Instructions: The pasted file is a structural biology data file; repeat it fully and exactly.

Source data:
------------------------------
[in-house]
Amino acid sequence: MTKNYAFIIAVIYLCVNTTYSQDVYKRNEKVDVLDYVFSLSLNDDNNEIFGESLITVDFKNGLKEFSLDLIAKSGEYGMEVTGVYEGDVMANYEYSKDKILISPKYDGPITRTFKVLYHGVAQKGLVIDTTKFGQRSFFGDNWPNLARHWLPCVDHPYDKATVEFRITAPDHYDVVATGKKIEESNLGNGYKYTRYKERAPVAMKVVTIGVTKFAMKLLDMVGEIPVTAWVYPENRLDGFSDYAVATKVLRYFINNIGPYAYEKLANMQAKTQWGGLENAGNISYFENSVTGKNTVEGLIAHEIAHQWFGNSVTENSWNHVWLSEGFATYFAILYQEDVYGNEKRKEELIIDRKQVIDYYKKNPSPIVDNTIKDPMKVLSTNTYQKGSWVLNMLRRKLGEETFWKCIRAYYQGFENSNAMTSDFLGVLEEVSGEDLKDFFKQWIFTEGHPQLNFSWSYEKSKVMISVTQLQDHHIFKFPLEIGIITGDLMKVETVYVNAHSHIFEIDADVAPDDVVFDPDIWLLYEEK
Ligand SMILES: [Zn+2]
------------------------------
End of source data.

[in-house]
Amino acid sequence: MTKNYAFIIAVIYLCVNTTYSQDVYKRNEKVDVLDYVFSLSLNDDNNEIFGESLITVDFKNGLKEFSLDLIAKSGEYGMEVTGVYEGDVMANYEYSKDKILISPKYDGPITRTFKVLYHGVAQKGLVIDTTKFGQRSFFGDNWPNLARHWLPCVDHPYDKATVEFRITAPDHYDVVATGKKIEESNLGNGYKYTRYKERAPVAMKVVTIGVTKFAMKLLDMVGEIPVTAWVYPENRLDGFSDYAVATKVLRYFINNIGPYAYEKLANMQAKTQWGGLENAGNISYFENSVTGKNTVEGLIAHEIAHQWFGNSVTENSWNHVWLSEGFATYFAILYQEDVYGNEKRKEELIIDRKQVIDYYKKNPSPIVDNTIKDPMKVLSTNTYQKGSWVLNMLRRKLGEETFWKCIRAYYQGFENSNAMTSDFLGVLEEVSGEDLKDFFKQWIFTEGHPQLNFSWSYEKSKVMISVTQLQDHHIFKFPLEIGIITGDLMKVETVYVNAHSHIFEIDADVAPDDVVFDPDIWLLYEEK
Ligand SMILES: [Zn+2]